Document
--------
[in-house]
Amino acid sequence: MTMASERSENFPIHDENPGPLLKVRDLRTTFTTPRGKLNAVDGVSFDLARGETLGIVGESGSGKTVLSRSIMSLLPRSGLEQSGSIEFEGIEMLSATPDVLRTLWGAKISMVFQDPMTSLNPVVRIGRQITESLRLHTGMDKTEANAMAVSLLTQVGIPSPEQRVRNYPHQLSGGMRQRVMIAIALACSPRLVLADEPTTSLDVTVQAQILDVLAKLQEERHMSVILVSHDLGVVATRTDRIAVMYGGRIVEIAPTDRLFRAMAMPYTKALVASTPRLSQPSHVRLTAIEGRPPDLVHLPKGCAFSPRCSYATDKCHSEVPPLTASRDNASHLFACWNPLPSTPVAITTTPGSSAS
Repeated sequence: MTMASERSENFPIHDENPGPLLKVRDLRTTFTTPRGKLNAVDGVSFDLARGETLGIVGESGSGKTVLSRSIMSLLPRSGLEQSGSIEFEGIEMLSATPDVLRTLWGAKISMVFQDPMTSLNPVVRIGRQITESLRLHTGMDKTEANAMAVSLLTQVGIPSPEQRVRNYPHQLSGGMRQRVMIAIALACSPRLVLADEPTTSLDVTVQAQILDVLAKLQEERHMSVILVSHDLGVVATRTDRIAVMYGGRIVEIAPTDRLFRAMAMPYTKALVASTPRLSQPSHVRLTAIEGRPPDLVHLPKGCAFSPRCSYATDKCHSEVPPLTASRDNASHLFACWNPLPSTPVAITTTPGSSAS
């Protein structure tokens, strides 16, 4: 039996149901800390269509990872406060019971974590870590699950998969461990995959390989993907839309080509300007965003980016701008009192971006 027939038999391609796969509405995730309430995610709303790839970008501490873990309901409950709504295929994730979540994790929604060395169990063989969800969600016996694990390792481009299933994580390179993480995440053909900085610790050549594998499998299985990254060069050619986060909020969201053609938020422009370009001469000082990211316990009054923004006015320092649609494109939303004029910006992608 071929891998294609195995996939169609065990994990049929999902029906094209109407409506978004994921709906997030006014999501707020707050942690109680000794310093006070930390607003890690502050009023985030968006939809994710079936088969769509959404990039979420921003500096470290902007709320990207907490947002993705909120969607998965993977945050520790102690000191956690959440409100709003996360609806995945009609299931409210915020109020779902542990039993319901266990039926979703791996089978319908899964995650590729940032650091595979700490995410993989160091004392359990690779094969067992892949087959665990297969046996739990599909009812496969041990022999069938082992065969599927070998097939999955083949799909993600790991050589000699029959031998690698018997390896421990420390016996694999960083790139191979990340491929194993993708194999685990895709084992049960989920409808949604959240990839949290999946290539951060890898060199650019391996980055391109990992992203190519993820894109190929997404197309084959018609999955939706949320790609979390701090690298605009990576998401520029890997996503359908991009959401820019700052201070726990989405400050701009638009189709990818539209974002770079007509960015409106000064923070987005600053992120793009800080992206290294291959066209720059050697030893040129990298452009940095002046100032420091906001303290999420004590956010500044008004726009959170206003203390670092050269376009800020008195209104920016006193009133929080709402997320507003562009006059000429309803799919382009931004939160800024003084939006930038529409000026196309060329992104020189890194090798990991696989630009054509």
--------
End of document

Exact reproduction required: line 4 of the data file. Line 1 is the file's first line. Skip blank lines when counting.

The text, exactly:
């Protein structure tokens, strides 16, 4: 039996149901800390269509990872406060019971974590870590699950998969461990995959390989993907839309080509300007965003980016701008009192971006 027939038999391609796969509405995730309430995610709303790839970008501490873990309901409950709504295929994730979540994790929604060395169990063989969800969600016996694990390792481009299933994580390179993480995440053909900085610790050549594998499998299985990254060069050619986060909020969201053609938020422009370009001469000082990211316990009054923004006015320092649609494109939303004029910006992608 071929891998294609195995996939169609065990994990049929999902029906094209109407409506978004994921709906997030006014999501707020707050942690109680000794310093006070930390607003890690502050009023985030968006939809994710079936088969769509959404990039979420921003500096470290902007709320990207907490947002993705909120969607998965993977945050520790102690000191956690959440409100709003996360609806995945009609299931409210915020109020779902542990039993319901266990039926979703791996089978319908899964995650590729940032650091595979700490995410993989160091004392359990690779094969067992892949087959665990297969046996739990599909009812496969041990022999069938082992065969599927070998097939999955083949799909993600790991050589000699029959031998690698018997390896421990420390016996694999960083790139191979990340491929194993993708194999685990895709084992049960989920409808949604959240990839949290999946290539951060890898060199650019391996980055391109990992992203190519993820894109190929997404197309084959018609999955939706949320790609979390701090690298605009990576998401520029890997996503359908991009959401820019700052201070726990989405400050701009638009189709990818539209974002770079007509960015409106000064923070987005600053992120793009800080992206290294291959066209720059050697030893040129990298452009940095002046100032420091906001303290999420004590956010500044008004726009959170206003203390670092050269376009800020008195209104920016006193009133929080709402997320507003562009006059000429309803799919382009931004939160800024003084939006930038529409000026196309060329992104020189890194090798990991696989630009054509």